(By Avalyn Hunter)
Much has already been made of Animal Kingdom's pedigree, which is by far the most Euro-oriented of any recent Kentucky Derby (gr. I) winner. True, his sire, Leroidesanimaux, is Brazilian-bred, but like many Brazilian pedigrees, his has a strong Anglo-French flavor. He is by Candy Stripes, a son of French champion juvenile Blushing Groom and the French-bred Lyphard mare Bubble Company, and is out of the Ahonoora mare Dissemble, an English-bred half sister to the great broodmare Hasili. (Watch for a Sire-Producing Families installment about this female line in the May issue of The Blood-Horse MarketWatch.) Candy Stripes and Lyphard (to whom Animal Kingdom is inbred 4x4) are both American-bred, but both raced in France and had their greatest successes as sires abroad.
On the distaff side, Animal Kingdom's dam, the German-bred Dalicia, was a group III winner in her native land and hails from the stout sire line of Dark Ronald. Imported to Germany from England in 1913, Dark Ronald led the German sire list five times and had a profound influence on German breeding that is still felt a century later. Dalicia's female line traces back to one of the few fine Hungarian families to survive World War II.
While still unusual in American pedigrees, German breeding has moved increasingly into the mainstream in Europe, where top German bloodlines are prized for their soundness and stamina. One need look no further than 2009 European Horse of the Year Sea the Stars to find German influence, as his second dam was bred in England from German-bred parents and came from a female line that had been in Germany since the late 1800s.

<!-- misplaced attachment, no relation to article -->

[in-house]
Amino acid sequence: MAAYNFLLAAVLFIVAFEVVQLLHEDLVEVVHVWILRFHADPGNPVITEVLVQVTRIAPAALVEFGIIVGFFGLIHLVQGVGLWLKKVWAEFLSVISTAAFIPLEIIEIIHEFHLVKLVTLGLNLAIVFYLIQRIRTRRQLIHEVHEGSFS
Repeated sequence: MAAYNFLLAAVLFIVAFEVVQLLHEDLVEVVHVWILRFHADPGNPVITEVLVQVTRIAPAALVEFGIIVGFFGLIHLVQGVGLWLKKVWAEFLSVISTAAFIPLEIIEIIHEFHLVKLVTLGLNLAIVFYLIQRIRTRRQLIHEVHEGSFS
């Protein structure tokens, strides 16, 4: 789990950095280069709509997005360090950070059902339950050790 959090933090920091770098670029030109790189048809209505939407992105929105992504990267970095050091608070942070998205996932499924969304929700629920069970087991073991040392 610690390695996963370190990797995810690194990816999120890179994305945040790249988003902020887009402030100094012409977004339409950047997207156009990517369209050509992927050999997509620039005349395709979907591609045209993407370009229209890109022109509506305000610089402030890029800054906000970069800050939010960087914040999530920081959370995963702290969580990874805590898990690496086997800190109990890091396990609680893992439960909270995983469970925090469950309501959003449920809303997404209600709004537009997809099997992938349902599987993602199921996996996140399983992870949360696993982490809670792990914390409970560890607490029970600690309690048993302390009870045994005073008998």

What does this mean for American breeding? Certainly Animal Kingdom will get an opportunity at stud in Kentucky, barring a massive flop in the remainder of his racing career or a sale out of the country. But the question is much larger than the fate of just one stallion prospect, however talented. With the pensioning of A.P. Indy, the most reliable source of stamina by far among the top Kentucky-based sires is Dynaformer, now 26 years old. Other stallions are capable of getting horses that can stay 10 furlongs or more, but none are as consistent in transmitting stamina as Dynaformer, and very few approach him as sources of soundness, scope, and bone. Dynaformer is also one of the few Kentucky-based sires with significant appeal in the European market, which, like it or not, is where much of the big money is.
Replacements for Dynaformer, the recently pensioned Kingmambo, and other sires with European appeal as well as the capacity for transmitting stamina are badly needed if American breeding is not to become increasingly isolated from the big-money markets in Europe and Japan. Unfortunately, outcrossing to stout but unfamiliar (at least in North America) lines from Germany and the Southern Hemisphere is still far from commercial, and the usual bias against runners who had their best successes on the turf does not help. Nonetheless, Animal Kingdom offers a gleam of hope that new bloodlines can be incorporated into the American breeding industry with success. May his tribe increase.
----------Bonus: So, Leroidesanimaux is Brazilian-bred. What other bloodlines have come from south of the equator?
Read Avalyn Hunter's review of South Americans as North American Sires from the June 2009 issue of
Or, for Alan Porter's take on the historic nature of the 137th Derby winner, read Animal Kingdom's History-Making Pedigree.